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dc.contributor.advisorSimpson, Thomas R.
dc.contributor.authorWhite, Clayton J. ( )
dc.date.accessioned2020-10-16T16:32:40Z
dc.date.available2020-10-16T16:32:40Z
dc.date.issued2003-12
dc.identifier.citationWhite, C. J. (2003). Avian habitat affinity in the Lost Pines region of Texas (Unpublished thesis). Texas State University-San Marcos, San Marcos, Texas.
dc.identifier.urihttps://digital.library.txstate.edu/handle/10877/12782
dc.description.abstractAvian diversity has been used by many in the past as an indicator of habitat quality due to the relative ease of detecting birds. Even within habitats and seasons, primary components of the habitat that are most associated with avian diversity have been identified. Combining the habitat health and primary components of the habitat approaches will allow an investigator to identify not only the higher quality habitats, but also the factors that are most influential on the diversity in those habitats. The Lost Pines region of Texas is a well known area in central Texas. However, little scientific knowledge is known about the area. I investigated four identified habitat types located on Griffith League Ranch within the Lost Pines, Grassland habitats, Oak/Cedar habitats, Pine habitats and Pond habitats. Within each habitat, point counts were preformed in all seasons to identify the avian community present in the 100 m fixed radius sample area. 3,487 detections of 75 avian species were recorded from 300 point counts, indicating a relatively low abundance and low species richness for the area. Primary components of the vegetation were measured to identify associations of avian diversity with habitats. These measures included: percent canopy cover and density of each woody species, horizontal obscurity at 0.5 m height increments, herbaceous vegetation cover, and duff depth. Results from the ANOVA and orthogonal contrasts identified Oak/Cedar, Pine and Pond habitats as similar and most diverse, but different from Grassland habitats in three of four seasons. Fall had no difference in diversity values among the four habitat types. All possible subsets regression preformed on each season was used to identify components most associated with avian diversity. Diversity in winter had a positive correlation with yaupon and post oak canopy cover and an inverse correlation with duff depth. Diversity in spring had a positive correlation with yaupon and pine canopy cover and an inverse correlation with horizontal obscurity 0.0 to 0.5 m above ground level. Diversity in summer had a positive correlation with post oak canopy cover. Diversity in fall had a positive correlation with yaupon and eastern red cedar canopy cover and an inverse correlation with horizontal obscurity 0.0 to 0.5 m above ground and post oak canopy cover. The diversity of habitat components associated with avian diversity among seasons corresponds with original thoughts of diverse habitats supporting more diverse avian communities.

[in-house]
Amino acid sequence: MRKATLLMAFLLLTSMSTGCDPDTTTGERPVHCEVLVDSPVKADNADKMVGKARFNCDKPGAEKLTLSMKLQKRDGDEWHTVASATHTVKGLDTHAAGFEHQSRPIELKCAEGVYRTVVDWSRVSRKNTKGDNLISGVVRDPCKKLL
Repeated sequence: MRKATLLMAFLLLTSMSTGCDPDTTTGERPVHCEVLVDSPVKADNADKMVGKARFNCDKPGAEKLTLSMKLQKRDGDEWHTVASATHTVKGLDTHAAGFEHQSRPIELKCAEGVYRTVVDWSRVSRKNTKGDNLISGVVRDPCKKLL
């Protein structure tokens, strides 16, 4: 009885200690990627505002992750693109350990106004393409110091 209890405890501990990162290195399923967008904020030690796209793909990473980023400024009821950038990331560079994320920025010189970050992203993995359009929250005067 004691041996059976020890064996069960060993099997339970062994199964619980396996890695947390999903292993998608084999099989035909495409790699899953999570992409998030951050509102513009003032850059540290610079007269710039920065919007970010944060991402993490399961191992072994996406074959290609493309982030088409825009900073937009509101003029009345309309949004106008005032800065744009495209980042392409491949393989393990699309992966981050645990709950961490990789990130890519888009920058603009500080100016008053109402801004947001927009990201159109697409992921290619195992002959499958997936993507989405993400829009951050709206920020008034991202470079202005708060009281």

dc.formatText
dc.format.extent65 pages
dc.format.medium1 file (.pdf)
dc.language.isoen
dc.subjectBirds
dc.subjectBiodiversity
dc.subjectHabitats
dc.subjectLost Pines
dc.titleAvian habitat affinity in the Lost Pines region of Texas
txstate.documenttypeThesis
dc.contributor.committeeMemberManning, Richard
dc.contributor.committeeMemberWeckerly, Floyd
thesis.degree.departmentBiology
thesis.degree.grantorTexas State University--San Marcos
thesis.degree.levelMasters
thesis.degree.nameMaster of Science
txstate.accessrestricted
dc.description.departmentBiology


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